There is so much to do in the month of December. It can be a stressful time as we prepare for the holidays. But my advice to you is to take time to laugh at yourself and with others. Larry and I love to laugh. No matter what trials we have faced, we can’t stay blue for long. And that is a good thing. “Laughter is good medicine.” Physically, laughter triggers the release of endorphins that cause a sense of well-being. Studies have demonstrated that children laugh on average more than 300 times a day. We adults only laugh a dismal 15 times a day. No wonder grandparents enjoy being with their grandkids. I watched a group of three-year-olds today. I was the big bad wolf who was trying to blow their house down. They called themselves the piggies and ran from one house to the other. They squealed with laughter and brought out the child in me.
So find people that make you laugh. Play with kids. Pass around good jokes. Be like the Proverbs 31 woman who smiled at the future. “Laughter is the sun that drives winter from the human face.” Victor Hugo
Share a laughable moment on my website. I have a great one to tell you called Sweet Delusions.
I remember teaching a class in British Literature where we were studying Beowulf on 9/11/01. A student went to the nurse’s office and came back with the news about the twin towers. Beowulf is about the nature of good and evil and we read the rest of the book with this thought in mind. In the end, good overcame evil but not without sacrifice. I thank God for the protection he has provided our nation since then. Let us stop and remember and pray for those who lost so much that day.
On our block, we lit candles in remembrance of those who died. The silence of no planes overhead was eerie. The nation was in mourning. The churches were full as many were looking for direction and answers. One of our teacher’s husband, a fireman, volunteered at Ground Zero.
We rejoiced the day President Obama announced the death of Osama bin Laden. Just like in Beowulf, justice was measured out with the help of the Navy Seals.
Sometimes I wonder why we get so upset over a triviality we experience. One way I measure problems is to ask myself this question,”Is this a first world problem?” If it is, I can deal with it and thank God it isn’t something worse.
We entered the first cathedral
On a cold winter day.
The room was filled with patrons
All in silent repose
Hovering over their beloved treasure
Like a sea of urchins looking for bait.
The prize that would take them out of the world
of loneliness and connect them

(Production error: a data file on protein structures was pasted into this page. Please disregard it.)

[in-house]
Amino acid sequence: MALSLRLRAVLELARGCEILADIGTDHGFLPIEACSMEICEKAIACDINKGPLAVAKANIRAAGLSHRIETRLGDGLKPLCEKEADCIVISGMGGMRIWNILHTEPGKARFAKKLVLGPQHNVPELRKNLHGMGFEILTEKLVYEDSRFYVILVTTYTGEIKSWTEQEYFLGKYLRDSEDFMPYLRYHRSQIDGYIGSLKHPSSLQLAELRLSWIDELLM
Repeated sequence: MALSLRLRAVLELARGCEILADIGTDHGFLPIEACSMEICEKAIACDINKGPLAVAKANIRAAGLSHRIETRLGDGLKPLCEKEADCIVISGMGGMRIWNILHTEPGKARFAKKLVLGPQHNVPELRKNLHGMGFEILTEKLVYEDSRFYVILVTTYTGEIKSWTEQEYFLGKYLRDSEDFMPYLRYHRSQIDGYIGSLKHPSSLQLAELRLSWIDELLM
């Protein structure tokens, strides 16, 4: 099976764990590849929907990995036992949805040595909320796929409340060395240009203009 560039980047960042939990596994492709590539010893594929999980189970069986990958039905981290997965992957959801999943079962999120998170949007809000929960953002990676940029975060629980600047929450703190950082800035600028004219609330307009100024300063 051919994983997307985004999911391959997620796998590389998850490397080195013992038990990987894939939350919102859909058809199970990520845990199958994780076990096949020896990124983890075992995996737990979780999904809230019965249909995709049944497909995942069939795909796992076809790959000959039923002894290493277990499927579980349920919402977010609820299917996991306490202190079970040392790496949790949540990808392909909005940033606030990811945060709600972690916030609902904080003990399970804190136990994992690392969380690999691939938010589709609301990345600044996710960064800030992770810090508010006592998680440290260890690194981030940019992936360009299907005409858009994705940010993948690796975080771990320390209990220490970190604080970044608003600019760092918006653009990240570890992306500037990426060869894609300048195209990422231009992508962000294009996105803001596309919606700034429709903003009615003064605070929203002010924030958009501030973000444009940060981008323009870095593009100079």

in one vast symphony.
Just one byte.
But the walls were white stone
The faces glued on an endless search
for significance and meaning
in a world of endless chatter.
Just one byte.
Silent chatter with bodiless faces
Paying homage to
their screen god.
Just one byte
They silently drifted out of the first cathedral
hopeless and greeted by
harsh winds of emptiness.
We decided to escape our Chicago winter by flying to Miami FL to visit friends and see sites, but how ironic that winter in Chicago turned into spring with temperatures close to 70. Nevertheless, here we were in the land of sun, flowers and yes alligators. We took a gorgeous hike through Fairchild Botanical Gardens where streams gleamed and pink, red and purple flowers adorned the paths. But now Larry was ready for something meatier or should I say downright scary—-a hike in the FL Everglades. As we walked along the boardwalk, we were greeting by large, healthy alligators enjoying a sun bathe in the river below. I had never in my life been that close to them.
Larry soon returned with our hiking information, and a large burly man handed each of us a long thick stick. I wondered why we would need one for the boardwalk hike. But he pointed across the street where our hike was to begin. Just like Ruth and Naomi in the Bible, I followed not Naomi but my man remembering the line—-“Wherever you go; I will go.” But wait— it’s not a boardwalk but the beginning of a narrow path on very soggy mud. “Yeaks,” I thought. How am going to keep my tennis shoes clean here? “Where are you taking me?” I shouted as the path got progressively muddier and the stick stuck deeper. Yellow flowers lifted their ominous heads mocking me. “Come on,” said Larry who was quite a bit ahead of me. “Quit your whining.” Now I have followed Larry through caves, up mountains and down steep ski hills. But soon the mud turned into a stream and my imagination went viral while slouching through yet deeper, muddier water. Now those big, huge alligators were napping across the street. What could possibly keep their cousins from habituating here?—-and, how about their relatives the snakes and lizards. A childhood song came to mind. I’ve been eaten by a boa constrictor, a boa constrictor, a boa constrictor! Oh no, it’s up to my toe; oh geez, it’s up to my knee; oh heck. I wasn’t going to let it get up to my neck. I yelled out. “Larry, I can’t do this. I’m going back.” I headed toward the sound of the traffic but I with my sense of direction I was afraid I’d get lost. I called for Larry again— now pleading. After sometime, he appeared wet up to his thighs. “If I had followed you, I’d be swimming in the muck with baby reptiles and who knows what else,” I said. I happily returned my thick muddy stick to the ranger who was impressed that as first timers in the Glades we had even considered this arduous, insane hike. We gave ourselves and our shoes a hosing off and made our way back to civilized Miami. Now Ruth may have followed her Naomi. But I’ll think twice about following Larry and of course–Never, Never in the Everglades